In Kwadwesi Extension as the Amandla Study group, we started this work through as backyard gardens. Here the work was started through a number of study group discussions on a number of themes which were mainly around the problem of unemployment. We wanted to complete these study group with something that is practical and started the farming project as the easiest idea to start with. For us community farming was an important mobilising tool against austerity, against GMOs, against unemployment and also against crime, alcohol and drug abuse that has plagued our community. We have also become a part of the South African Food Sovereignty campaign as we also believe we cannot win the struggle against food insecurity without food sovereignty.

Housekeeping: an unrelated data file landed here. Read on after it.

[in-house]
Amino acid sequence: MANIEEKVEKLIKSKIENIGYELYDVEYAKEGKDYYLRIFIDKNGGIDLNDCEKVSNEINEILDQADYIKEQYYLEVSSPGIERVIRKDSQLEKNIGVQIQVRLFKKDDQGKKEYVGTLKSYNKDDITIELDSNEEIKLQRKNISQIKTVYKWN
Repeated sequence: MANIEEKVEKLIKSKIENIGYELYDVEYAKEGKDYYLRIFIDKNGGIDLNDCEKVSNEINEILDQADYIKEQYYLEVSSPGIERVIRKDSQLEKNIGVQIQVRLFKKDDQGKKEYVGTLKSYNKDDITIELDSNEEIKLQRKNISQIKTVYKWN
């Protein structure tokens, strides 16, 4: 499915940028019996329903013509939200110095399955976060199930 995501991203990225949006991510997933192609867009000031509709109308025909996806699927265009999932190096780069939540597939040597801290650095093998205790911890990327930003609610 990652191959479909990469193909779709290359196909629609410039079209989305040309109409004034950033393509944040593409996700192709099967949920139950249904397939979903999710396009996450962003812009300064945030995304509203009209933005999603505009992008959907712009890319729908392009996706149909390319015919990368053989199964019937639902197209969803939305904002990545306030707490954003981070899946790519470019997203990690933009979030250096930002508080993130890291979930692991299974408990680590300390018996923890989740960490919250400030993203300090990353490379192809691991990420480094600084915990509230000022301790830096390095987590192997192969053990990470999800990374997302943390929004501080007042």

Reflecting on this work has challenged us to consider how we use language and to think about how words could also be used to negate this important humanistic work. As a result we have come to see this work not as gardening – a word in English associated with middle class leisure and with the hard work most often performed by working class men whose labour has been marginalised and racialised in our society. This word ‘gardener’ we would like to suggest erases the socially useful work of livelihood food production by working class men and women in urban and rural communities. It is as the isiXhosa term “ukulima”, to farm, and “abalimi” – as farmers – that people involved in community farming refer to themselves and their work in the communities we are involved in .